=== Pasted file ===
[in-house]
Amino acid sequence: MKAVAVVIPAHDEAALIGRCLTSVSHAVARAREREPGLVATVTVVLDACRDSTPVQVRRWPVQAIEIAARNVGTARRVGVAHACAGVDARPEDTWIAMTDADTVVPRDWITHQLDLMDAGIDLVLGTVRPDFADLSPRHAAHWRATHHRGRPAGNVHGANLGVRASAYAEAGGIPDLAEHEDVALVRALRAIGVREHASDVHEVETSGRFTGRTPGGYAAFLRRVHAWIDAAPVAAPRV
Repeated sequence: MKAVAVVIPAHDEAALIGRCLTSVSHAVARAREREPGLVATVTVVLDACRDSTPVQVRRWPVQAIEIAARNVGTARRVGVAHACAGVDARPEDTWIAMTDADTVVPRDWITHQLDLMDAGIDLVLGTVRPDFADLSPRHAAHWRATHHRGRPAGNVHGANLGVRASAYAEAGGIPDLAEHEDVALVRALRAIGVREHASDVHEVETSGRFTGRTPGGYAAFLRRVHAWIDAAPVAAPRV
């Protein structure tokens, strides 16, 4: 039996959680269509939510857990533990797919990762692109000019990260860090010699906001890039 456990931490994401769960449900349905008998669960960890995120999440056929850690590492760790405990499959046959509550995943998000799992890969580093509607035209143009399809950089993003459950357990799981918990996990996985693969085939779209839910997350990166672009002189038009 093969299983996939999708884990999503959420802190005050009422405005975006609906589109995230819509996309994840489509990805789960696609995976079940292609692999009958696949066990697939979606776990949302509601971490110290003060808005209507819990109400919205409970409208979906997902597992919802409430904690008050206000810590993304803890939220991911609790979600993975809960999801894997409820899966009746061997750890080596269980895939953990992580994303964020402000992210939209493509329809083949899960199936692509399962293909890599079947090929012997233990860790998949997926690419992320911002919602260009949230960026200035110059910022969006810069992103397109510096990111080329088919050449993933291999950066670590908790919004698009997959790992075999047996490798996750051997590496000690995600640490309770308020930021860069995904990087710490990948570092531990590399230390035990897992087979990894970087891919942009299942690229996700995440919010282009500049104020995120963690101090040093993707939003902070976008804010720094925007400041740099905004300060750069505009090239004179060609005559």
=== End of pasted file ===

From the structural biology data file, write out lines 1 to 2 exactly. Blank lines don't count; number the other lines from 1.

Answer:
[in-house]
Amino acid sequence: MKAVAVVIPAHDEAALIGRCLTSVSHAVARAREREPGLVATVTVVLDACRDSTPVQVRRWPVQAIEIAARNVGTARRVGVAHACAGVDARPEDTWIAMTDADTVVPRDWITHQLDLMDAGIDLVLGTVRPDFADLSPRHAAHWRATHHRGRPAGNVHGANLGVRASAYAEAGGIPDLAEHEDVALVRALRAIGVREHASDVHEVETSGRFTGRTPGGYAAFLRRVHAWIDAAPVAAPRV